2217 Donor Advised Fund

Document purpose

To accommodate the needs of donors who wish to contribute to the University through Donor Advised Funds. To identify and meet relevant legal and tax issues associated with Donor Advised Fund.


July, 2003


September, 2019


May, 2022

Responsible Office






Donors may wish to contribute to the University by making a recommendation for a grant from a donor advised fund sponsored by a financial institution or other entity (the “DAF Sponsor”). Often the donor or a member of the donor’s family serves as the donor advised fund advisor (the “DAF Advisor”) for such donor advised fund.  The DAF Advisor has the authority to recommend grants to the DAF Sponsor.


Some donor advised fund grants require submission of a Grant Eligibility Application before a grant is made to the University. It is the responsibility of the Vice President of Finance and Treasurer to sign all such applications. A copy of the University’s IRS 501(c)(3) determination letter must be attached to each Application. This may be obtained through the Tax Office or the Office of Gifts Accounting & Administration.




All grants from a donor advised fund to the University must be made for charitable purposes. For example, a grant for the specific benefit of a designated person (e.g. a care or service provider, student, faculty member or volunteer) is prohibited.


Donor advised fund grants may be received by the University subject to certain conditions as recommended by the DAF Advisor and agreed between the DAF Sponsor and the University.  A DAF Advisor may also recommend (and the DAF Sponsor and the University may agree) that a grant will be paid out over multiple years, or be subject to ongoing grant approvals, reporting and due diligence.





Grants can be accepted for University projects that are carried on in other countries. However, a grant from a US-based DAF Sponsor cannot be made to any non-US University entity or affiliate.


Based on federal tax law, a grant from a donor advised fund cannot result in benefits, goods, or services to the donor, the DAF Advisor, members of their families, businesses they control, or any other related parties (these are typically called “personal benefits”). Prohibited benefits generally include tickets, memberships, event tickets, meals, sponsorships, registration fees, preferred parking, preferred seating, discounted merchandise or other preferential treatment from the University.  Failure to observe this restriction can subject the University, the DAF Advisor and the donor to tax penalties. The University has established specific guidelines for events and memberships, which are two of the more common kinds of personal benefits that give rise to questions from the University’s donors.  The guidelines are as follows:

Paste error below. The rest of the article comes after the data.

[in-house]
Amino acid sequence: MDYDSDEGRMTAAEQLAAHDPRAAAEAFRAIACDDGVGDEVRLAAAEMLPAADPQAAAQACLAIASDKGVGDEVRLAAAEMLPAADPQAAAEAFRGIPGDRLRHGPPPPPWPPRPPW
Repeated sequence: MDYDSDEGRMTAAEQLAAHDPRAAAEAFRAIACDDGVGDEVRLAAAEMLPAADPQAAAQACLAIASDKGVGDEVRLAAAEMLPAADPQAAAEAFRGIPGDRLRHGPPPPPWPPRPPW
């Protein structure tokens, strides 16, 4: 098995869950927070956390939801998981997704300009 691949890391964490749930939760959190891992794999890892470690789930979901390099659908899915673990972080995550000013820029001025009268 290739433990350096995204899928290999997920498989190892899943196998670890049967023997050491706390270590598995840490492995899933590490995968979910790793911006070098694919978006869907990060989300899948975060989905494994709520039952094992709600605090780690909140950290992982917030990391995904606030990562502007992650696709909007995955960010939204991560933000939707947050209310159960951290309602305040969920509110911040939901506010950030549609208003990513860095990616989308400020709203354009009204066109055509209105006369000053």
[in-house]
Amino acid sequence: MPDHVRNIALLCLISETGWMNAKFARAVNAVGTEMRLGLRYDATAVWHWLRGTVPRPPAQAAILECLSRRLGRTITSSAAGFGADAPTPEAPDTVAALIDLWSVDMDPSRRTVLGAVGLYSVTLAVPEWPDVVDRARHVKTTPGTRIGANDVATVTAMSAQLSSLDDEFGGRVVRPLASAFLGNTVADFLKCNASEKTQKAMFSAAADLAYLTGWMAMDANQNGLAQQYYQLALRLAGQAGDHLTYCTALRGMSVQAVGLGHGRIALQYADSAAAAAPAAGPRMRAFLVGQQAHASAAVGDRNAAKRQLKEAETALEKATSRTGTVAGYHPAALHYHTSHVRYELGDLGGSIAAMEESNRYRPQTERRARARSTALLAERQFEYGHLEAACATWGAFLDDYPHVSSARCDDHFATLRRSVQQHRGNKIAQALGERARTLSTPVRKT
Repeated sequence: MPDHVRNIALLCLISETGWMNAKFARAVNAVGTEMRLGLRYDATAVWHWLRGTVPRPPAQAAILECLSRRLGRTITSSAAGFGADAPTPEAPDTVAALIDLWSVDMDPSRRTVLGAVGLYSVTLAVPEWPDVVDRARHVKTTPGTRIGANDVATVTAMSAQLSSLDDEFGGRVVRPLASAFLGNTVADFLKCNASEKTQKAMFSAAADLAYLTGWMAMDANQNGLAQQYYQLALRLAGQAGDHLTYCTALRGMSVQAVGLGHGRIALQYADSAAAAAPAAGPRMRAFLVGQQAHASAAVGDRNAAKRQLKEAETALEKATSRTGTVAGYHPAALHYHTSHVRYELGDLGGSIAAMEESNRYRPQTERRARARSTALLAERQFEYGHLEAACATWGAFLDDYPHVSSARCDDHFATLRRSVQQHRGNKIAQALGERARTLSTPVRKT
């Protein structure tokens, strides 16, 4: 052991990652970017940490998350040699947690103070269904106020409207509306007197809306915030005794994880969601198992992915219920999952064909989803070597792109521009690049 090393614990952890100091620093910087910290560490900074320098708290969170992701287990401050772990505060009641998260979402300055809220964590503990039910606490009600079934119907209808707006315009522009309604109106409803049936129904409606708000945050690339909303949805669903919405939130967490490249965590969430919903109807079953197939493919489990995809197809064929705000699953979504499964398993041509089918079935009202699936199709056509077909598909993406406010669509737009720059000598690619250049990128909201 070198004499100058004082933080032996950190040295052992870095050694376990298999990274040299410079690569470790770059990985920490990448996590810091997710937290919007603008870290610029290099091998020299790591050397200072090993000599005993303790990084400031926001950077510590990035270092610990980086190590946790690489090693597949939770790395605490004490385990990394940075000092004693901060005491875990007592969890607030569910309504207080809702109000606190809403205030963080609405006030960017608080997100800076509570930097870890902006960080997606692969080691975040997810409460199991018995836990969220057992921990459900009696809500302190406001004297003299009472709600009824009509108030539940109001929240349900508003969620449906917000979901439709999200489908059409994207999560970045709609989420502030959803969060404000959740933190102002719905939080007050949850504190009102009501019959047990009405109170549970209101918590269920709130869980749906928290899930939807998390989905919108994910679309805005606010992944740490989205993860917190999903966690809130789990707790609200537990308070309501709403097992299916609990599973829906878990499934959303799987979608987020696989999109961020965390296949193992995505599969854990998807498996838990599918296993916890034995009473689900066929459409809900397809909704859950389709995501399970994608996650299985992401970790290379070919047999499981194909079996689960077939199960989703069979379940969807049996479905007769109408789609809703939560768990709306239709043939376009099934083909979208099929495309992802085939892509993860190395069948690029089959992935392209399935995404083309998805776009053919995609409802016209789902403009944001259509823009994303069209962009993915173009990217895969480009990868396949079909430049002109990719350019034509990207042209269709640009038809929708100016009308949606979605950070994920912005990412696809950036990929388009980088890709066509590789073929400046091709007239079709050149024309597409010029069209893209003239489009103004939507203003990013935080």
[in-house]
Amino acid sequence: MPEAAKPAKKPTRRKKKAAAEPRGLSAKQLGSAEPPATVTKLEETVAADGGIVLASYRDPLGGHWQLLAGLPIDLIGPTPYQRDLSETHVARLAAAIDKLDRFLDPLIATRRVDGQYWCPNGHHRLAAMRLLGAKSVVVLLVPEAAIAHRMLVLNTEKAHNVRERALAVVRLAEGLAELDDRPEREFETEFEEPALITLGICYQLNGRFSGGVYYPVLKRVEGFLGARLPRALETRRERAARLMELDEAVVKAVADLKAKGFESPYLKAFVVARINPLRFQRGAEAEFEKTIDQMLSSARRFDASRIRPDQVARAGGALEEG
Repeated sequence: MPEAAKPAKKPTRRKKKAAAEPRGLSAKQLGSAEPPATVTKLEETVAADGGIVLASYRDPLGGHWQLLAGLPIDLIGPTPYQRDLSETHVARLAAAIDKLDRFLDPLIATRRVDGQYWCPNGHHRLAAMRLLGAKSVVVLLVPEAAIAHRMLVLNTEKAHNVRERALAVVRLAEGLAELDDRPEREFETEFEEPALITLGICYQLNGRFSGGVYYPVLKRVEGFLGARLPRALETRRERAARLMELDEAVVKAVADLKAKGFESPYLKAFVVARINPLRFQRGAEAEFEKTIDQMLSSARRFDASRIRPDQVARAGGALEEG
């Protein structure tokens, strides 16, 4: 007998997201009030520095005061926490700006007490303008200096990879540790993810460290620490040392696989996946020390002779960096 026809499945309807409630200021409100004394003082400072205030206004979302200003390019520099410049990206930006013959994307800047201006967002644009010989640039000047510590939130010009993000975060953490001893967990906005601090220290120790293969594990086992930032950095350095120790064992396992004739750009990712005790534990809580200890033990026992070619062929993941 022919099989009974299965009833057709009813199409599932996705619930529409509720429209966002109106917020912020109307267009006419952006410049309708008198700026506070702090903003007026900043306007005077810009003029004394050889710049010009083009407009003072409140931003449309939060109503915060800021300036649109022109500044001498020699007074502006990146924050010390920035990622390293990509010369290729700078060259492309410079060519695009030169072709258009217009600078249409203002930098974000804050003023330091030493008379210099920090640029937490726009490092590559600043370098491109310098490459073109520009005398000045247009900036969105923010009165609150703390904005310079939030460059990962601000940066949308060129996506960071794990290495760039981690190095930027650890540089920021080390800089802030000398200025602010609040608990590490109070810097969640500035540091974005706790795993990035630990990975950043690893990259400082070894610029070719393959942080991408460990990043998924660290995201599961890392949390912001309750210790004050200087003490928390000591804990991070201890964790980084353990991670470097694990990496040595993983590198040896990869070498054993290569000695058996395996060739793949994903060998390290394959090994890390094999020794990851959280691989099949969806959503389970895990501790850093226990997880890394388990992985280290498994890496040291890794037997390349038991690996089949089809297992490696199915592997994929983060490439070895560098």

Federal tax laws provide that it is not permissible for donors or DAF advisors to recommend a grant to fund all or any portion of the purchase price of a table or ticket for an event when the table/ticket purchase is comprised of both a tax-deductible portion and a non-tax deductible (personal benefit) portion, even if the donor or DAF Advisor wishes to pay the non-deductible portion from a personal source.



Under federal tax laws, grants from donor-advised funds to cover membership fees are acceptable if:

  1. The membership benefits are limited to incidental benefits defined under then-current IRS rules; current examples include free or discounted admission to low-cost events, parking, preferred access, and attendance at certain members-only events; or
  2. The donor waives and declines all of the non-deductible personal benefits, assuming that the membership offers, and can implement, the option to waive and decline such personal benefits.




Under federal tax law, donor advised fund grants cannot be used to satisfy all or any portion of a personal pledge or other financial obligation of either the donor, the DAF Advisor, or any related parties to the University.

Although a donor advised fund may not pledge account assets to Section 501(c)(3) and 501(c)(4) organizations, a DAF Advisor may notify the DAF Sponsor verbally or in writing about the DAF Advisor’s intention to make a specific grant recommendation in the future.  Any such writing should state that the DAF Advisor is intending to recommend a grant from a donor advised fund in the future, and should further state that neither the notification of the DAF Advisor’s intention nor any later grant is or will made in satisfaction of a legally binding commitment or pledge